One of our favorites authors, Carol Berg, is sharing an excerpt from her brand-new novel Dust and Light. It begins with: Coroner Bastien's not-quite-a-smirk was immensely irritating.
"Constance sent word we've another mystery."


Check it all out on August 31, 2014!

26 August 2014

Coming Attractions!

We are getting down to the wire for the awesome August 31, 2014 issue of Electric Spec! We'll be showcasing 5 wonderful stories:
  • "The Bog Man" by David K. Yeh
  • "The King Must Die" by Bo Balder
  • "Kites and Orchids" by George S. Walker
  • "Sci Fi High" by Clint Spivey
  • "When the Moon is Waning" by Larisa Walk
All these stories are exceptional. The editors are grateful that authors keep sending us such good stories. Thank you, authors! (Keep it up!)

It looks like we have some exciting other features as well. Here's a hint: Carol Berg.
I'll give you some more coming attractions on Thursday August 28.

Be sure to check out the new issue on August 31!

21 August 2014

even more from our authors

I have really been enjoying hearing directly from our authors. It's been a blast. Another fun story we're publishing in our August 2014 issue of Electric Spec is "Sci Fi High" by Clint Spivey. He wanted to tell us some...

Thoughts on Young Adult Fiction
by Clint Spivey

YA gives writers an interesting opportunity. While ten thousand authors are all chasing the same nickel in a world where readers dwindle due to distractions, YA flourishes. It seems parents, who may not even read themselves, see the value in encouraging it in their children, and with good cause. But what does this mean to writers? Do we strive to please parents, the ones likely buying the fiction? Or do we seek to try and give an accurate picture of the world to our ultimate goal, the dear reader.

I ask this because, through work-shopping a recent story, set in a high school world of monsters, robots, angels, and inter-dimensional beings, I found myself being criticized for language and themes that were too mature for the story’s teenage characters. While I appreciated all of the advice I received, and ultimately followed it since it helped get the story published, I found myself conflicted.

My own high school experience, completed some seventeen years ago, was full of drugs, drinks, sex, curse words, and crime. This isn't to say I engaged in these acts, sex almost never, but these things were all around my fellow students and myself. Drugs from pot to meth and even LSD were available on campus if one knew the right person. Knives were visible, probably guns, though I never saw any. I know many people who were having sex regularly. Our on site day care for teen mothers attests to that. This wasn't some school in a terrible place, either. But the very school where the guy who first wrote, ‘A long time ago in a galaxy far far away…’ attended.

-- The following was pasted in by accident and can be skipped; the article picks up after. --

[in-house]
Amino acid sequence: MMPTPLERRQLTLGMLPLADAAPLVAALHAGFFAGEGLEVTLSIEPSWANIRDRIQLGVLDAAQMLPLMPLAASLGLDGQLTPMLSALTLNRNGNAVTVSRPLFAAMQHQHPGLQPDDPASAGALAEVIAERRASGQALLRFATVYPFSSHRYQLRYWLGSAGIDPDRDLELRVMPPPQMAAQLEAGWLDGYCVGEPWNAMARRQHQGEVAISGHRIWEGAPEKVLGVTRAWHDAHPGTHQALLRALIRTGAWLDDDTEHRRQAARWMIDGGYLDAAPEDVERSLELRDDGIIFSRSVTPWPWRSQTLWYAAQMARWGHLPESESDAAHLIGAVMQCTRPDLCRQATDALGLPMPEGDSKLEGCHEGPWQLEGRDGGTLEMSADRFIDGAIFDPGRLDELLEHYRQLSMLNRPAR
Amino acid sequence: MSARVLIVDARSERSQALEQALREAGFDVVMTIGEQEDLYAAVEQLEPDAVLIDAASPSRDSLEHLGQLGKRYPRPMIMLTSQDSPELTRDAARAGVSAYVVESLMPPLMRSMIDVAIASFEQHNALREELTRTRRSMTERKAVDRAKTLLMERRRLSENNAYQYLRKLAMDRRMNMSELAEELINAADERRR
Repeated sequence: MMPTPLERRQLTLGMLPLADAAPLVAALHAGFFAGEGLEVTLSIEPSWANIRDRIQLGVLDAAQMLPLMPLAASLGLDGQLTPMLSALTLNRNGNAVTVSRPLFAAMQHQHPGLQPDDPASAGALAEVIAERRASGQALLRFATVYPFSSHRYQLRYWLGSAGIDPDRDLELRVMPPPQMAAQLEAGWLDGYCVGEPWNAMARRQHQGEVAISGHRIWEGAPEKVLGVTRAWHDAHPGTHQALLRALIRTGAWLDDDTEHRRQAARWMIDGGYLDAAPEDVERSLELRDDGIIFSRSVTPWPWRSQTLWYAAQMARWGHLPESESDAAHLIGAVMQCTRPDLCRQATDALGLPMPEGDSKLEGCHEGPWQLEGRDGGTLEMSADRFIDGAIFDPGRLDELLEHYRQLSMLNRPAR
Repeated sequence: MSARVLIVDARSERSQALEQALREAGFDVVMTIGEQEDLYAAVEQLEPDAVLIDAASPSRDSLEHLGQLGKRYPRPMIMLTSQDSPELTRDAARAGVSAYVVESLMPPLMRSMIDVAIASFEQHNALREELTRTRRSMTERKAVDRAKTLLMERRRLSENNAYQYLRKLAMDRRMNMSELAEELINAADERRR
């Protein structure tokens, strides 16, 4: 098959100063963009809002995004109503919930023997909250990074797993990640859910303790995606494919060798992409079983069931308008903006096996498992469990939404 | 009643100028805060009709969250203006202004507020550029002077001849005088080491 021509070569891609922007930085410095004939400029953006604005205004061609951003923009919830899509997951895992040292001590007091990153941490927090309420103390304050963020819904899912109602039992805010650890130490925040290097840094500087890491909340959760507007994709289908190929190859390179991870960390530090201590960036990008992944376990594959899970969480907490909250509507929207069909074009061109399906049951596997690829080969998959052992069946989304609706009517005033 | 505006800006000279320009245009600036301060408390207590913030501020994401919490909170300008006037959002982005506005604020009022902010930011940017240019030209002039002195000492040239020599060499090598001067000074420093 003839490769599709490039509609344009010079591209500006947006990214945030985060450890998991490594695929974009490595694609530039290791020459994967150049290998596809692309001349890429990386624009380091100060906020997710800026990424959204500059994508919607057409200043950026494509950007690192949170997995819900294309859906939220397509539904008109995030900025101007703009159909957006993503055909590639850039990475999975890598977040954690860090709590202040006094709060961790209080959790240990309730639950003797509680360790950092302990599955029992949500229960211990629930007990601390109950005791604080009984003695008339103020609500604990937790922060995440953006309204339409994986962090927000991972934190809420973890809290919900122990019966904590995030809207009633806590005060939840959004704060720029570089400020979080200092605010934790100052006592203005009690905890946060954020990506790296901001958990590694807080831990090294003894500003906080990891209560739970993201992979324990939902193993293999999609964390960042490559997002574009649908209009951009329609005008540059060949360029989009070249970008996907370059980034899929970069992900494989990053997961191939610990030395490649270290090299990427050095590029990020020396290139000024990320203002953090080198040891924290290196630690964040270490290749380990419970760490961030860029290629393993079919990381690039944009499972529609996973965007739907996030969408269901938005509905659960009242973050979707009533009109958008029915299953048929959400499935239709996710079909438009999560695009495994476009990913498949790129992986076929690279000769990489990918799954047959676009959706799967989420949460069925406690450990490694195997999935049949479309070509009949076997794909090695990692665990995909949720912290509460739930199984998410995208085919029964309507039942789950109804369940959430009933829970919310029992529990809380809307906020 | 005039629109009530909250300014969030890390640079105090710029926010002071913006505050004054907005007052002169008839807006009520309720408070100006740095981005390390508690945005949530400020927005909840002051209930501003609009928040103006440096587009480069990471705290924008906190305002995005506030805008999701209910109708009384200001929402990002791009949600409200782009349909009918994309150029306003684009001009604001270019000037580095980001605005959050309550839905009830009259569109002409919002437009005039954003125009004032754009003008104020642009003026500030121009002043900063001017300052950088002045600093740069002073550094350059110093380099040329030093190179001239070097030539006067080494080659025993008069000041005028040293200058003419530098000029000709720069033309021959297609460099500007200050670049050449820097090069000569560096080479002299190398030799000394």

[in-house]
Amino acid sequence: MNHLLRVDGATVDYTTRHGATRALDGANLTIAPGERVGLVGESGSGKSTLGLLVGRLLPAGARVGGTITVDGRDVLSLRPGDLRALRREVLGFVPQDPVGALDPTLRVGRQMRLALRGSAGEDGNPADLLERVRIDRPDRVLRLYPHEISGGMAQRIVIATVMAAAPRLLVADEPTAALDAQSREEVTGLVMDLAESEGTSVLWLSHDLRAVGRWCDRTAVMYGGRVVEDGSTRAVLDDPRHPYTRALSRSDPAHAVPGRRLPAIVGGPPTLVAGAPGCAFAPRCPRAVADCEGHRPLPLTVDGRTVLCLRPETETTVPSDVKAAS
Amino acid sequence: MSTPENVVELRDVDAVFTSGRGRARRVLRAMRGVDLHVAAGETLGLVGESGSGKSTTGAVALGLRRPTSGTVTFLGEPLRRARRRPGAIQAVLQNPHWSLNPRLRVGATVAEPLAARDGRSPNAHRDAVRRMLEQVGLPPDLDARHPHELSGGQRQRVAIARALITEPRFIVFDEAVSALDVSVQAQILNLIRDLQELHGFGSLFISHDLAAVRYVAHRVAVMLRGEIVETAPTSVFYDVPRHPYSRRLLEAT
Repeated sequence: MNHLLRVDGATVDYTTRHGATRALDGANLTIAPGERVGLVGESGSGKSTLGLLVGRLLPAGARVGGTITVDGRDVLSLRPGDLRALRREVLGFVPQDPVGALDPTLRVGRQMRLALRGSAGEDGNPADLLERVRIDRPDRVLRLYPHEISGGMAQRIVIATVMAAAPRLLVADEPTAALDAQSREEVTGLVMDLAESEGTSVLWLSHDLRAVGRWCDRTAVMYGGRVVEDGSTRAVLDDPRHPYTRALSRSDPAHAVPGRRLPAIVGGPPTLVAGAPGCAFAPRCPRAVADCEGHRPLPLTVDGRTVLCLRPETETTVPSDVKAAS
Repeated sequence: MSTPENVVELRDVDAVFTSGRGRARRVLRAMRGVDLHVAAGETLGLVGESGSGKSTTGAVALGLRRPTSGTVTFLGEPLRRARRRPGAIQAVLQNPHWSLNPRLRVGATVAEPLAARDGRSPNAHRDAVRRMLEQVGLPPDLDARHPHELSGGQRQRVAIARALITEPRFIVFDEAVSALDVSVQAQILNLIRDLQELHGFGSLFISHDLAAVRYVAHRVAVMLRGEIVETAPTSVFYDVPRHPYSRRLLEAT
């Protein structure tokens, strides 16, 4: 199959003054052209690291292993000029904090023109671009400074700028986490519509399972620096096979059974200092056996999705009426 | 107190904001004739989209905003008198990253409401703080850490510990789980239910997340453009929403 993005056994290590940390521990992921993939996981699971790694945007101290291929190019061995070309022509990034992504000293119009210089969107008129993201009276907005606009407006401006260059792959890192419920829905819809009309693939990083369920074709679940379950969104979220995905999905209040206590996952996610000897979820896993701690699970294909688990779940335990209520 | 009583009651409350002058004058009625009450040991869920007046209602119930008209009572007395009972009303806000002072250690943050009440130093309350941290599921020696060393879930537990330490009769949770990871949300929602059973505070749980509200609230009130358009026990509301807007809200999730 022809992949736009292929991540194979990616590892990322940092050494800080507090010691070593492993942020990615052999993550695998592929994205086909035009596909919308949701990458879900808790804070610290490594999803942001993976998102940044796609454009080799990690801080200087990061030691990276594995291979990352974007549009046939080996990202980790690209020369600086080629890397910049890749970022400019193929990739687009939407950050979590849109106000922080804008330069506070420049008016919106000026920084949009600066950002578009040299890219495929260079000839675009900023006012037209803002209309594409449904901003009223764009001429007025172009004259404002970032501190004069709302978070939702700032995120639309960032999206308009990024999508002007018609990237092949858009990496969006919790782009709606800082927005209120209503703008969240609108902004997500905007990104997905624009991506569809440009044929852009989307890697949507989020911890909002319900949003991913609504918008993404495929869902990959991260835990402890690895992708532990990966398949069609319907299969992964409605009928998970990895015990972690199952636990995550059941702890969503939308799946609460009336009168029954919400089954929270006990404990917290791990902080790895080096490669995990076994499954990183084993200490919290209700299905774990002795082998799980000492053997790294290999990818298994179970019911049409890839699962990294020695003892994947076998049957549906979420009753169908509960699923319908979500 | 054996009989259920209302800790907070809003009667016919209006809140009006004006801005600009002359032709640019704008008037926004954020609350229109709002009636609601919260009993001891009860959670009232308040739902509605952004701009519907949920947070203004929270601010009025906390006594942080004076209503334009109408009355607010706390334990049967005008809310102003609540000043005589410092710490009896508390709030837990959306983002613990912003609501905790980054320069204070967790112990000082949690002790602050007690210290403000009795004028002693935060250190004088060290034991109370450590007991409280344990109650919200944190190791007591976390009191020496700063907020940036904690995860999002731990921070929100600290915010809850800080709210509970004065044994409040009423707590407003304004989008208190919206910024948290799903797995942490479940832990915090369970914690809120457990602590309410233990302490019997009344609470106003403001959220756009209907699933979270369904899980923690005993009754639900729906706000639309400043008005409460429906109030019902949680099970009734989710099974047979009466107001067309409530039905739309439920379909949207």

I don’t believe YA fiction for high school students ought be filled with sex, drugs, and gangs. But do we do our readers of this group a disservice by treating them with kid gloves? While reading, surrounded by reality replete with the dangers mentioned above, do they smell a phony only trying to get their parents to make a purchase? I admit I’m not well read in YA, but after writing the aforementioned story, I figured this was an interesting discussion to begin.

19 August 2014

more from our authors

One of the stories we're proud to present in our upcoming awesome August 2014 issue of Electric Spec is "The King Must Die" by Bo Balder--and it's not a fantasy, which you may be thinking. This is one of the most unique stories I've ever read.
Bo would like to tell us about:

My Experience in Writing "The King Must Die"
by Bo Balder

It was one of these rare moments of inspiration – I woke up at 5 in the morning with most of this story in my brain. I couldn't get back to sleep as long as the story was forming. I tossed and turned, feverishly imagining more, fleshing it out, until I gave up, got out of bedand wrote a brief outline. The actual writing, later that day, was as feverish and unusually smooth. I'd been to Vegas once, so imagining and looking up what it looked like in the seventies was easy. I've always loved Elvis and his music, so that wasn't hard either. The title is from Mary Renault's novel about Theseus in ancient Greece. In the novel, kings die to ensure their people's health and prosperity. I don't know where the frogs came from, I really don't. They were just there in the story from the beginning. Maybe somebody else will have an explanation what metaphor they are, but as a writer I think you should leave these symbols alone and just be grateful they appeared to you at all… Of course the story needed revision, but the essence was there from the beginning. It's special to me because of its strange birth, and I'm glad it's found a home!